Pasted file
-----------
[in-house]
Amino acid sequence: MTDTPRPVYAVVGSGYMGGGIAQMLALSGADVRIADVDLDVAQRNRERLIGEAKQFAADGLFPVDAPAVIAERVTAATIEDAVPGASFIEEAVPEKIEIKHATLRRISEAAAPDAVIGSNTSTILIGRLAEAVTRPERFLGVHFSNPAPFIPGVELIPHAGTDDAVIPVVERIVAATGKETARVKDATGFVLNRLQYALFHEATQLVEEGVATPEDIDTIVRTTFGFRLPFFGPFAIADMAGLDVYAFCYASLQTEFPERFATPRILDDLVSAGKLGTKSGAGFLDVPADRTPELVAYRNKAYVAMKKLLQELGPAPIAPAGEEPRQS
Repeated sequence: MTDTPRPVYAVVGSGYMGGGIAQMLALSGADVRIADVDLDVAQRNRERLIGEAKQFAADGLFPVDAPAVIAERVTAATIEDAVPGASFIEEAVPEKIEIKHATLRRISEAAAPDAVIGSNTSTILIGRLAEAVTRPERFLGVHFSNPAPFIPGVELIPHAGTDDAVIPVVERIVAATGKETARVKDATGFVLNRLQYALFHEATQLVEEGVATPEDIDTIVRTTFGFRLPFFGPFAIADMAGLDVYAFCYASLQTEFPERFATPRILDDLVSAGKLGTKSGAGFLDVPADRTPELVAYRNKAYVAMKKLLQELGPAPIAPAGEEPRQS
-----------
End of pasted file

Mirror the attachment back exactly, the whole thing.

[in-house]
Amino acid sequence: MTDTPRPVYAVVGSGYMGGGIAQMLALSGADVRIADVDLDVAQRNRERLIGEAKQFAADGLFPVDAPAVIAERVTAATIEDAVPGASFIEEAVPEKIEIKHATLRRISEAAAPDAVIGSNTSTILIGRLAEAVTRPERFLGVHFSNPAPFIPGVELIPHAGTDDAVIPVVERIVAATGKETARVKDATGFVLNRLQYALFHEATQLVEEGVATPEDIDTIVRTTFGFRLPFFGPFAIADMAGLDVYAFCYASLQTEFPERFATPRILDDLVSAGKLGTKSGAGFLDVPADRTPELVAYRNKAYVAMKKLLQELGPAPIAPAGEEPRQS
Repeated sequence: MTDTPRPVYAVVGSGYMGGGIAQMLALSGADVRIADVDLDVAQRNRERLIGEAKQFAADGLFPVDAPAVIAERVTAATIEDAVPGASFIEEAVPEKIEIKHATLRRISEAAAPDAVIGSNTSTILIGRLAEAVTRPERFLGVHFSNPAPFIPGVELIPHAGTDDAVIPVVERIVAATGKETARVKDATGFVLNRLQYALFHEATQLVEEGVATPEDIDTIVRTTFGFRLPFFGPFAIADMAGLDVYAFCYASLQTEFPERFATPRILDDLVSAGKLGTKSGAGFLDVPADRTPELVAYRNKAYVAMKKLLQELGPAPIAPAGEEPRQS